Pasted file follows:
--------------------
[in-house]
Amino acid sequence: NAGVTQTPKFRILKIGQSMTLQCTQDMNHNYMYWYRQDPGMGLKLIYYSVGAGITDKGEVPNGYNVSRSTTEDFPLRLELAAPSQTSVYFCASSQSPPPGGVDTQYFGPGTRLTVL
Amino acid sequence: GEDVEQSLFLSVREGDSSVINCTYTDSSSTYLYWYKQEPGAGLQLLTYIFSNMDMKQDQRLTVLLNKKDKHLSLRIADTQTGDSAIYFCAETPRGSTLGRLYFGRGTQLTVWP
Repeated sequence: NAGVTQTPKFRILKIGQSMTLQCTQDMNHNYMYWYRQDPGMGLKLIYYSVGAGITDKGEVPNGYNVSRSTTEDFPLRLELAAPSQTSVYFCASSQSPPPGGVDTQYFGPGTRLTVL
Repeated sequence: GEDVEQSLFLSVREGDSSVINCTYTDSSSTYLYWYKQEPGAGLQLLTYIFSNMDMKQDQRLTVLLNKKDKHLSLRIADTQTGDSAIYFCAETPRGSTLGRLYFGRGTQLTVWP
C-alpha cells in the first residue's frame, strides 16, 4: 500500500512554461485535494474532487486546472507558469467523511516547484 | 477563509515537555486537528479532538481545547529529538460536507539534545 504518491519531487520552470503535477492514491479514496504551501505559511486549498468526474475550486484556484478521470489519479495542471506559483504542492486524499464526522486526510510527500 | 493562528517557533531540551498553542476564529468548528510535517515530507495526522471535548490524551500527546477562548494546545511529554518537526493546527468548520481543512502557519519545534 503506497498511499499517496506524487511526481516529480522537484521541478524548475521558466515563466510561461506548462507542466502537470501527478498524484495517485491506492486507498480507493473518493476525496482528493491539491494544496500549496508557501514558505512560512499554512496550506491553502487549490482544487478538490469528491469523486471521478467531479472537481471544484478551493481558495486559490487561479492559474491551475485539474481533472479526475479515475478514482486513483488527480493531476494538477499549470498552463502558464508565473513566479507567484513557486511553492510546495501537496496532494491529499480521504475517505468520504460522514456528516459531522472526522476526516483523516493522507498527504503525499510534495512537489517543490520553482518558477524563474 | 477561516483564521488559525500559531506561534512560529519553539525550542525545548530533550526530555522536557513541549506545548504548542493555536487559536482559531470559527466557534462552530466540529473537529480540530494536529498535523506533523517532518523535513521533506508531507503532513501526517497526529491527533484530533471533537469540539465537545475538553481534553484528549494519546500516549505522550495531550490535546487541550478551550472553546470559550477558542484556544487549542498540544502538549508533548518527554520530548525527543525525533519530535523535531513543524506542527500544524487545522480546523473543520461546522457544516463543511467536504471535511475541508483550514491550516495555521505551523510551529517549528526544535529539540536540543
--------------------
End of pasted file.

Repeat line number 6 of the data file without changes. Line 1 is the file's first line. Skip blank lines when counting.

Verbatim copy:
C-alpha cells in the first residue's frame, strides 16, 4: 500500500512554461485535494474532487486546472507558469467523511516547484 | 477563509515537555486537528479532538481545547529529538460536507539534545 504518491519531487520552470503535477492514491479514496504551501505559511486549498468526474475550486484556484478521470489519479495542471506559483504542492486524499464526522486526510510527500 | 493562528517557533531540551498553542476564529468548528510535517515530507495526522471535548490524551500527546477562548494546545511529554518537526493546527468548520481543512502557519519545534 503506497498511499499517496506524487511526481516529480522537484521541478524548475521558466515563466510561461506548462507542466502537470501527478498524484495517485491506492486507498480507493473518493476525496482528493491539491494544496500549496508557501514558505512560512499554512496550506491553502487549490482544487478538490469528491469523486471521478467531479472537481471544484478551493481558495486559490487561479492559474491551475485539474481533472479526475479515475478514482486513483488527480493531476494538477499549470498552463502558464508565473513566479507567484513557486511553492510546495501537496496532494491529499480521504475517505468520504460522514456528516459531522472526522476526516483523516493522507498527504503525499510534495512537489517543490520553482518558477524563474 | 477561516483564521488559525500559531506561534512560529519553539525550542525545548530533550526530555522536557513541549506545548504548542493555536487559536482559531470559527466557534462552530466540529473537529480540530494536529498535523506533523517532518523535513521533506508531507503532513501526517497526529491527533484530533471533537469540539465537545475538553481534553484528549494519546500516549505522550495531550490535546487541550478551550472553546470559550477558542484556544487549542498540544502538549508533548518527554520530548525527543525525533519530535523535531513543524506542527500544524487545522480546523473543520461546522457544516463543511467536504471535511475541508483550514491550516495555521505551523510551529517549528526544535529539540536540543